13 August 2006

Going to See the Incubator Baby

My presentation on L. Frank Baum's 1906 fantasy John Dough and the Cherub was received warmly on Friday night, and I'm grateful. The topic that seemed to most surprise and intrigue people was the historical basis of Chick the Cherub, the Incubator Baby. That's the small child in pajamas who appears on the right side of the book's cover. With help from Dr. Ray Duncan's neonatology.org, here's more background on incubator babies in early 20th-century America.

In 1906, incubators for premature babies needing constant warmth were a relatively new thing in American medicine. Though simpler machines had been around for decades, and had been used in hatching chicken eggs, a modern style of incubator made its debut at the
Trans-Mississippi Exposition in Omaha, Nebraska, in 1898. "Infants Incubators with Living Infants" proclaimed the sign above the front door of an exhibition building. "A Wonderful Exhibition / Infant Incubators / LIVE BABIES".

This exhibit proved popular enough that an even more substantial hall was set aside for the "INFANT INCUBATORS" at the
Pan-American Exposition in Buffalo in 1901. There was also an exhibit at the St. Louis Fair of 1904 and, for many years, at Coney Island in New York and other urban amusement parks and exposition grounds.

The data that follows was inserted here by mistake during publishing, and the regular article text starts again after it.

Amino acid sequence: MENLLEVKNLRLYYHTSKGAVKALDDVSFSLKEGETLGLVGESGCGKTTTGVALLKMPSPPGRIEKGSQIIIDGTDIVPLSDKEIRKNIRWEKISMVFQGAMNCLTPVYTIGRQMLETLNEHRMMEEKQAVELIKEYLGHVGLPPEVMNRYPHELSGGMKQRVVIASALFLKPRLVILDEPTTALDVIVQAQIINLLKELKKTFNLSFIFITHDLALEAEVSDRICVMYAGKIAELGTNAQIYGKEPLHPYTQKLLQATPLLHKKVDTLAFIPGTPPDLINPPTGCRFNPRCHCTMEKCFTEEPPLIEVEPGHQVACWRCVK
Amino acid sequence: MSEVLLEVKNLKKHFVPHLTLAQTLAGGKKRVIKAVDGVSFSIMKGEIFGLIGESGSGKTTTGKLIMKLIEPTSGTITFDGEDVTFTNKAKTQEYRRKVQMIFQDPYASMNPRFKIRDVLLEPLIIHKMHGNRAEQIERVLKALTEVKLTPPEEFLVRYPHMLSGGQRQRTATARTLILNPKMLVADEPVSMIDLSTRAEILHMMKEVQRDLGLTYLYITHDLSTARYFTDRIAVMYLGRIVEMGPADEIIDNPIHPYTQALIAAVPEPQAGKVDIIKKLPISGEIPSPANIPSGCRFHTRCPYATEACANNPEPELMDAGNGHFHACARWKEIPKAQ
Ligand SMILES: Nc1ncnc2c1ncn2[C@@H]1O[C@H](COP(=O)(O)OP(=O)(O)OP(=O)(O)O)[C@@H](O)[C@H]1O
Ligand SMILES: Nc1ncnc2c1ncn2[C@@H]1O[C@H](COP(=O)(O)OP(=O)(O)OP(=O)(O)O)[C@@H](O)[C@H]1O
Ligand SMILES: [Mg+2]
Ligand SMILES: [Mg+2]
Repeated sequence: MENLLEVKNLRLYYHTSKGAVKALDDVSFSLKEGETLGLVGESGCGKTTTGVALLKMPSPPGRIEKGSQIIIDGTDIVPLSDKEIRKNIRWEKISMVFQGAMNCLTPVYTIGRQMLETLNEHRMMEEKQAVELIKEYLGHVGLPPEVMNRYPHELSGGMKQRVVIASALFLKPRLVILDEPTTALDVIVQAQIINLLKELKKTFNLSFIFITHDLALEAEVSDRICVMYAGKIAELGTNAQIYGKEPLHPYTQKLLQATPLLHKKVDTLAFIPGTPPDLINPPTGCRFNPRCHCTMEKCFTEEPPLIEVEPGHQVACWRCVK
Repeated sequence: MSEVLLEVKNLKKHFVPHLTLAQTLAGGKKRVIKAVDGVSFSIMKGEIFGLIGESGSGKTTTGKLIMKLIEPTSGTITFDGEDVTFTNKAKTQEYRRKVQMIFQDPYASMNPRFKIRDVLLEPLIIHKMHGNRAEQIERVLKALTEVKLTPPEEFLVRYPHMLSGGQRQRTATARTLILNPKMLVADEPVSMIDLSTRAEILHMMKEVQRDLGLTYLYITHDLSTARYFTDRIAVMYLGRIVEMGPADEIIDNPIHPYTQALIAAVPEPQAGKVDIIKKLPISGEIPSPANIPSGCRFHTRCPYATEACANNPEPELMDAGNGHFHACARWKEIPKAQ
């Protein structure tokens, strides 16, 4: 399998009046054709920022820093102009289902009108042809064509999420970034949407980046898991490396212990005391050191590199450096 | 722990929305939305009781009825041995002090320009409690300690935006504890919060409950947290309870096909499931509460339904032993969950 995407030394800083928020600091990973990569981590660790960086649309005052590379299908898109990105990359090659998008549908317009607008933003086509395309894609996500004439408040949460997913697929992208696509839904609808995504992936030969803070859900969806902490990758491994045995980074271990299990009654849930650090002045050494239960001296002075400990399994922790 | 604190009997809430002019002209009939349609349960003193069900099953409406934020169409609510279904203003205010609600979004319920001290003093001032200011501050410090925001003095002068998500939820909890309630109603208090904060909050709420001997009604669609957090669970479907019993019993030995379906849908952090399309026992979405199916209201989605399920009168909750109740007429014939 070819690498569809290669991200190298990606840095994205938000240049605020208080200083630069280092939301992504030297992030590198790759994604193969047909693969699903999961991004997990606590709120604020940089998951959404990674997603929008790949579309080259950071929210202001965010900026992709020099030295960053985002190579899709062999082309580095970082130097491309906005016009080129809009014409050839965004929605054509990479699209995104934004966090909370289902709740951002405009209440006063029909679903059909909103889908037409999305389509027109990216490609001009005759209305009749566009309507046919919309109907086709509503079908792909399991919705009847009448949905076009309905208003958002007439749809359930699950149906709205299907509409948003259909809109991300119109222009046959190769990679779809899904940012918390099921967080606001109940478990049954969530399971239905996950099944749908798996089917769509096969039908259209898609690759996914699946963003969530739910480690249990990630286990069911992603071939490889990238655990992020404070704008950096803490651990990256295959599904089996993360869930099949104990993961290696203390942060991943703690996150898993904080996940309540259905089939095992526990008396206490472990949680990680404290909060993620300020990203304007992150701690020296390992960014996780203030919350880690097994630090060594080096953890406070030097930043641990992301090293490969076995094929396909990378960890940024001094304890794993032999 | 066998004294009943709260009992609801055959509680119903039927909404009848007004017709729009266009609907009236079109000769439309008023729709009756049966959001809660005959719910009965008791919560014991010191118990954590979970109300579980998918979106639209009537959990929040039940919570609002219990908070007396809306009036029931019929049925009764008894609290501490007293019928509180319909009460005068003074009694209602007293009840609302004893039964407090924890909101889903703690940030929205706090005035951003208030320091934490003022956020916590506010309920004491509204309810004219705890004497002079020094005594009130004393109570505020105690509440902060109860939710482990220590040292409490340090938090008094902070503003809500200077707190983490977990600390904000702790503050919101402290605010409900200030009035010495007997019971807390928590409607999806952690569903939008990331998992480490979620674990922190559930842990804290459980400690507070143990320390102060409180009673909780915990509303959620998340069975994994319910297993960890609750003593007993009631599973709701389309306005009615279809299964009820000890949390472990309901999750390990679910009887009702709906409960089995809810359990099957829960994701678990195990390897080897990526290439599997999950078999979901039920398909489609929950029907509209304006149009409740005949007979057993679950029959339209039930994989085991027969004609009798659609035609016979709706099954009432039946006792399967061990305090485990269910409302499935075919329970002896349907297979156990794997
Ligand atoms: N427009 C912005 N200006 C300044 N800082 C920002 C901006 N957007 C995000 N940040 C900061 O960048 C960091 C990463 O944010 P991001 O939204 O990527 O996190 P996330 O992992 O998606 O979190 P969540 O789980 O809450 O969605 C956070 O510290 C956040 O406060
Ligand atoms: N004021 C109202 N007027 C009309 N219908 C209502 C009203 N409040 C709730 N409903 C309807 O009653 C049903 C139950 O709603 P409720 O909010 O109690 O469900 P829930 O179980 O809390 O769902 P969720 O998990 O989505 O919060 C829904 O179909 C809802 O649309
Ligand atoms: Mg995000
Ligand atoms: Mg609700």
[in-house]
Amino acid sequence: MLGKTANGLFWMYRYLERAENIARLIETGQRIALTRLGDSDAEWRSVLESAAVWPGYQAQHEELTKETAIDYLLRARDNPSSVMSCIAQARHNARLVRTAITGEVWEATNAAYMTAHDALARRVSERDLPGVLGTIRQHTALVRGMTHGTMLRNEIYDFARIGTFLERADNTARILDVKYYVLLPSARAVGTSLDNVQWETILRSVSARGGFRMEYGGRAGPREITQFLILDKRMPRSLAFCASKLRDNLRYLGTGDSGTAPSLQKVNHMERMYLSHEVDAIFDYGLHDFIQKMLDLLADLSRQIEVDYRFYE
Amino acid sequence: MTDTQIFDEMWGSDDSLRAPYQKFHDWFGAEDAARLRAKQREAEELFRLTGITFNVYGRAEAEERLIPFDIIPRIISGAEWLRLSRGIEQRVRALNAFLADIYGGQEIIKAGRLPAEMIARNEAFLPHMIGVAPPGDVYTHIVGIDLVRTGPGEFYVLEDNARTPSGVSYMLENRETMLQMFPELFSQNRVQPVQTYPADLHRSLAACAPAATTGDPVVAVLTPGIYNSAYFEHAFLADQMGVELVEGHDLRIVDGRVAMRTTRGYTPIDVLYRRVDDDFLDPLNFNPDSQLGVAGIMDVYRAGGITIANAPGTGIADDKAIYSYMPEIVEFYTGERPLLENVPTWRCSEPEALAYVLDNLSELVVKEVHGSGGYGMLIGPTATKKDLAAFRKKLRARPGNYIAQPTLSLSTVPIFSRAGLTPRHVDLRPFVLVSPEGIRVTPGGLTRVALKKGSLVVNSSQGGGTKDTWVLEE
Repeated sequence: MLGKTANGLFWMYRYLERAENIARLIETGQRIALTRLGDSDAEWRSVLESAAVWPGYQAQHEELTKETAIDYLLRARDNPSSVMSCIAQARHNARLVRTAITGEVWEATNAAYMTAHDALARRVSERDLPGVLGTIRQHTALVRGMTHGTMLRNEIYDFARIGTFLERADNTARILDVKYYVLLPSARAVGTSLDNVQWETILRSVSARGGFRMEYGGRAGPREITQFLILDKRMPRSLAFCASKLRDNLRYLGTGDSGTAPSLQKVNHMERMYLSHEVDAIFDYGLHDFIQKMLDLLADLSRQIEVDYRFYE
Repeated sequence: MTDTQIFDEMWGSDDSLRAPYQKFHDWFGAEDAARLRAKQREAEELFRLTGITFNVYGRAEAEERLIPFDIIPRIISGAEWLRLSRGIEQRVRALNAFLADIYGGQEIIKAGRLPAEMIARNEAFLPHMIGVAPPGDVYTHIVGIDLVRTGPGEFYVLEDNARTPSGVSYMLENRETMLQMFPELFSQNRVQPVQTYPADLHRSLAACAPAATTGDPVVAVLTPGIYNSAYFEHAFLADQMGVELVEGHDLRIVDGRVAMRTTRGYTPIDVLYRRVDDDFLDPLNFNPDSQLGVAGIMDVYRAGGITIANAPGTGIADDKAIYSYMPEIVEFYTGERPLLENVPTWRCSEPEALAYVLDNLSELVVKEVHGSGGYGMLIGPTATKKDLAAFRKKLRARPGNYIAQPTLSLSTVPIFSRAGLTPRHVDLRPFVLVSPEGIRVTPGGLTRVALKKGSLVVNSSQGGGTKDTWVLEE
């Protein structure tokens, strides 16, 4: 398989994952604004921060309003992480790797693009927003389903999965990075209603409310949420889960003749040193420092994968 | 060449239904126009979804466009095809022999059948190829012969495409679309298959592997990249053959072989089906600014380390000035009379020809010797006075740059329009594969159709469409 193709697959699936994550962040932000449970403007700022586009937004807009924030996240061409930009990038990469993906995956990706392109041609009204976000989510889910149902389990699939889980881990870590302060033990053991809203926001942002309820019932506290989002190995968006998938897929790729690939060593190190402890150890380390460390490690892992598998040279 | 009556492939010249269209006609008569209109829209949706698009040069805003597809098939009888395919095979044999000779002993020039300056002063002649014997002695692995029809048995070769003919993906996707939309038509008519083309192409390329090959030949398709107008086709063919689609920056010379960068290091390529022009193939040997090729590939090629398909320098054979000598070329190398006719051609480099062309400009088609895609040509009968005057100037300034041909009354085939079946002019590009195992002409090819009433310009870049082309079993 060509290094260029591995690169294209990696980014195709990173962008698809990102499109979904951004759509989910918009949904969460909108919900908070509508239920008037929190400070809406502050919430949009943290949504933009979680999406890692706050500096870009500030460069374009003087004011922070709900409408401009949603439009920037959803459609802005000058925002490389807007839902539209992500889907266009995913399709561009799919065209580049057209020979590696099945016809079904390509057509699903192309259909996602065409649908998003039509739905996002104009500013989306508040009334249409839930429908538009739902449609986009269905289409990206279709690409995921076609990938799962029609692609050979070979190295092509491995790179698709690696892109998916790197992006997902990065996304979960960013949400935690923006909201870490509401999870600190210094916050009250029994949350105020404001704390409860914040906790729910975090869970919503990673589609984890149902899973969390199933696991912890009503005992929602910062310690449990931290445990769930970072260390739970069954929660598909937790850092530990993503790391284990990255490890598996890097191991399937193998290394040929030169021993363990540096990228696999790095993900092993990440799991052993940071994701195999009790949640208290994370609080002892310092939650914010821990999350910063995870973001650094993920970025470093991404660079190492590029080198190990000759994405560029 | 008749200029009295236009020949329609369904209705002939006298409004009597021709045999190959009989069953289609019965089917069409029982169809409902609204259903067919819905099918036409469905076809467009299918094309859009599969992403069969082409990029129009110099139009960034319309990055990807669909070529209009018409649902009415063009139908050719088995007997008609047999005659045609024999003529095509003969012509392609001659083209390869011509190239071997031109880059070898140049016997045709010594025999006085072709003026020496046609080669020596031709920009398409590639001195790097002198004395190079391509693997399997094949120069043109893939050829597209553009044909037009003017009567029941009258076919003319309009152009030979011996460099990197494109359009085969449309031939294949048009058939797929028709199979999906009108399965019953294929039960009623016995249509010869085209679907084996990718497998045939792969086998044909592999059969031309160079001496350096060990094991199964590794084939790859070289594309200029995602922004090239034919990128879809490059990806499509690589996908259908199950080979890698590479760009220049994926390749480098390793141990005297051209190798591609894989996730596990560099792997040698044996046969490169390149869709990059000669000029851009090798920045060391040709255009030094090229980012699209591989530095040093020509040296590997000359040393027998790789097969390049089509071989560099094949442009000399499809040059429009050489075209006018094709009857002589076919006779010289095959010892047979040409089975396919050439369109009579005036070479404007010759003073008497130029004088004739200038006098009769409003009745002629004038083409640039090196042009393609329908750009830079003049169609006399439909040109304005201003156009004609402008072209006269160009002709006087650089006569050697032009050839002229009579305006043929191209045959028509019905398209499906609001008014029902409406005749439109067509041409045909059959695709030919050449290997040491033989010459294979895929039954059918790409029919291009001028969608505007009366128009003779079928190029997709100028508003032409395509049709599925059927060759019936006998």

Why were premature infants in incubators put on display at fairs rather than nestled in hospitals? First of all, hospitals were just beginning to add departments for mothers and newborns. A century ago, well over 90% of American babies were still being born in the family home. Therefore, as long as a baby had to be driven somewhere for extra care, it might as well be an exposition. The exhibits let the doctors promoting the new incubators maximize the number of people who learned about them. And they helped pay for themselves by attracting crowds.

The result was a surge of public interest in "incubator babies" in the first decades of the 1900s. The fairs, of course, encouraged such coverage as
"The Incubator Baby and Niagara Falls" (Cosmopolitan, 1901); "Three Tiny Girls in the Incubators" (Buffalo Evening News, 17 July 1901); and "The Incubators at Wonderland Park" (Minneapolis Journal, 20 May 1905). In 1906, the same year Baum published John Dough and the Cherub, the humorist Ellis Parker Butler published a comic novel called The Incubator Baby, which had run nationally in magazines the year before.

Reading that coverage at neonatology.org puts me in mind of more recent articles on "test tube babies," prenatal surgery, and speculation on human cloning, as well as long-ago writing about anesthesia in childbirth. Most of these writers seem happy for the infants and parents who have been helped by the new technology, but express an almost atavistic worry about whether changing such a fundamental biological process can be healthy, physically and morally.

Baum's character of Chick shows no ill effects of being raised in/by an incubator, aside from a worry about eating anything besides oatmeal and cream. (When stranded on a desert island, Chick eats fruit with no digestive difficulty, so even this worry might be overblown.) Of course, Baum never mentions whether Chick is male or female. In the nature v. nurture debate about what determines a person's gender expectations and behavior, Baum seems to come down solidly on the nurture side, writing Chick to be as genderless as an incubator itself.

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